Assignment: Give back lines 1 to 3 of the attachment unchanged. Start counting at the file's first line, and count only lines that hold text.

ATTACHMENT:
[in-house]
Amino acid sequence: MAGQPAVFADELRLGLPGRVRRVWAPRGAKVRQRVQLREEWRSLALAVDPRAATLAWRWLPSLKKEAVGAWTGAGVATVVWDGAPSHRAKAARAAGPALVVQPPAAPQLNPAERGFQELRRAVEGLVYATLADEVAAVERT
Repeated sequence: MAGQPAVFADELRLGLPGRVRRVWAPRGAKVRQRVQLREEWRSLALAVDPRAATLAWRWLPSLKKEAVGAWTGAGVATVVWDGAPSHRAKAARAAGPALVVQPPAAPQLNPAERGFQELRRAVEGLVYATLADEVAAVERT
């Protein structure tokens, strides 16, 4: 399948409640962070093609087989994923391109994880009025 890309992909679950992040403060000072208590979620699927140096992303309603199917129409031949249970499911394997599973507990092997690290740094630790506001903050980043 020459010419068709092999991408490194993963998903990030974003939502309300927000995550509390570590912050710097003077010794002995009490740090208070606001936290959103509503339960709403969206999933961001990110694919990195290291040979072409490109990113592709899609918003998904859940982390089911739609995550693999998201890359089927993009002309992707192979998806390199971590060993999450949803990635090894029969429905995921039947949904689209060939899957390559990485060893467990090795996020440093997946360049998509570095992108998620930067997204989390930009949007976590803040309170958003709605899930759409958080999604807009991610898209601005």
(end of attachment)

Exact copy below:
[in-house]
Amino acid sequence: MAGQPAVFADELRLGLPGRVRRVWAPRGAKVRQRVQLREEWRSLALAVDPRAATLAWRWLPSLKKEAVGAWTGAGVATVVWDGAPSHRAKAARAAGPALVVQPPAAPQLNPAERGFQELRRAVEGLVYATLADEVAAVERT
Repeated sequence: MAGQPAVFADELRLGLPGRVRRVWAPRGAKVRQRVQLREEWRSLALAVDPRAATLAWRWLPSLKKEAVGAWTGAGVATVVWDGAPSHRAKAARAAGPALVVQPPAAPQLNPAERGFQELRRAVEGLVYATLADEVAAVERT